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Am J Prev Med. 2015 May;48(5):570-4. doi: 10.1016/j.amepre.2014.11.009.

Racial/ethnic differences in obesity trends among young low-income children.

Author information

1
Division of Nutrition, Physical Activity, and Obesity, CDC, Atlanta, Georgia. Electronic address: lpan@cdc.gov.
2
Division of Nutrition, Physical Activity, and Obesity, CDC, Atlanta, Georgia.

Abstract

INTRODUCTION:

Racial/ethnic differences in recent obesity trends have not been reported among young low-income children. The purpose of this study is to examine trends in obesity prevalence from 1998 through 2011 by race/ethnicity among low-income children aged 2-4 years.

METHODS:

The study was based on measured weight and height records of 29,040,851 participants of federally funded health and nutrition programs from 30 states and the District of Columbia, which provided data each year from 1998 through 2011. More than 80% of data were collected through the Special Supplemental Nutrition Program for Women, Infants, and Children, and about 50% of eligible children were included. In 2014, joinpoint regression was used to identify the inflection years when significant changes in obesity trends occurred and piecewise logistic regression was used to examine annual changes in obesity prevalence before and after the inflection years controlling for age, sex, and race/ethnicity.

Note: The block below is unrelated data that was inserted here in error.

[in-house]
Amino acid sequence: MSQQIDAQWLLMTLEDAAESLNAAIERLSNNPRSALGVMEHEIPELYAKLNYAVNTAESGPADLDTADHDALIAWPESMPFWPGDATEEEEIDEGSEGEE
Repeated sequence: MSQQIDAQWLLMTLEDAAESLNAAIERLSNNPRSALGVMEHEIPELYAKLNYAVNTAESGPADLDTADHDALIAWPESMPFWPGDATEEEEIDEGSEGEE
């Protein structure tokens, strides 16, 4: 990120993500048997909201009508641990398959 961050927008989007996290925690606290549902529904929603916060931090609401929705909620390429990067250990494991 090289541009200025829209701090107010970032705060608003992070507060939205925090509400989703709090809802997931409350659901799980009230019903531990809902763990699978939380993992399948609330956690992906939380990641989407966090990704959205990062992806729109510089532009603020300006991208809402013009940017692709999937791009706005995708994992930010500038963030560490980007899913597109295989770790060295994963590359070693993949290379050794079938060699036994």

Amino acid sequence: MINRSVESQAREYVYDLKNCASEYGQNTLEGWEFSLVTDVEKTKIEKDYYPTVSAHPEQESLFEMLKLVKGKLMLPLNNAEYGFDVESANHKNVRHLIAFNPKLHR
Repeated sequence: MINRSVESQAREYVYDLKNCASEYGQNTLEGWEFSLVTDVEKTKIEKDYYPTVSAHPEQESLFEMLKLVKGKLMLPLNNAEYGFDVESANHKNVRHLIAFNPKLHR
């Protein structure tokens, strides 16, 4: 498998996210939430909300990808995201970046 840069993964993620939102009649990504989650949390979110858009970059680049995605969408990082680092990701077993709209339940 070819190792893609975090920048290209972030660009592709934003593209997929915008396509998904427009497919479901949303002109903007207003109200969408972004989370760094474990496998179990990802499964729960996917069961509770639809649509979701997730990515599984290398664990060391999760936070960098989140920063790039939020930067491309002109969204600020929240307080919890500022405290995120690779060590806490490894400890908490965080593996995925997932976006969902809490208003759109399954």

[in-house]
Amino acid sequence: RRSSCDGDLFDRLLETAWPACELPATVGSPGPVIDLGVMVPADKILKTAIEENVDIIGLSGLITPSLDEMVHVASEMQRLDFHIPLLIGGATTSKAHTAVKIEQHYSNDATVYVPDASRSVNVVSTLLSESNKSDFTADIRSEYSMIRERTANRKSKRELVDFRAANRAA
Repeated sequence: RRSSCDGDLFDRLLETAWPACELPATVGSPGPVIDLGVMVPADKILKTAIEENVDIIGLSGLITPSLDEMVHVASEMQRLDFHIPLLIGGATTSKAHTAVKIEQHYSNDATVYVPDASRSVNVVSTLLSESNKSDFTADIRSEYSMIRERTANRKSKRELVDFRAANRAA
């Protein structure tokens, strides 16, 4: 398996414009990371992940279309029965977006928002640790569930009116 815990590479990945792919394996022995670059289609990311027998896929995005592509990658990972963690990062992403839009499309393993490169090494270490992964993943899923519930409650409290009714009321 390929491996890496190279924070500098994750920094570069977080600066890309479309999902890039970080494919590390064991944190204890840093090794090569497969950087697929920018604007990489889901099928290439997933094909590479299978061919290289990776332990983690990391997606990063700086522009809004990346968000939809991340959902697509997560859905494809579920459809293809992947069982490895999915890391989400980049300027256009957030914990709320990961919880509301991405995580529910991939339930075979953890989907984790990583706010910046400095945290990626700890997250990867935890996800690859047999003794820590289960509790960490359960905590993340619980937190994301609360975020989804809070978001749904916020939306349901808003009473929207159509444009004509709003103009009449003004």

RESULTS:

The overall obesity prevalence increased from 13.05% in 1998 to 15.21% in 2003, and decreased slightly to 14.74% in 2011. The increasing trends among non-Hispanic white, non-Hispanic black, and Hispanic children began decreasing in 2003. Asian/Pacific Islander was the only racial/ethnic group with a continual decreasing trend in obesity prevalence from 1998 (14.34%) through 2011 (11.66%). Among American Indian/Alaska Native children, obesity prevalence consistently increased from 16.32% in 1998 to 21.11% in 2011, although the annual increases slowed since 2001.

CONCLUSIONS:

The study findings indicate modest recent declines in obesity prevalence for most racial/ethnic groups of low-income children aged 2-4 years. However, obesity prevalence remains high.

PMID:
25891056
PMCID:
PMC4582763
DOI:
10.1016/j.amepre.2014.11.009
[Indexed for MEDLINE]
Free PMC Article

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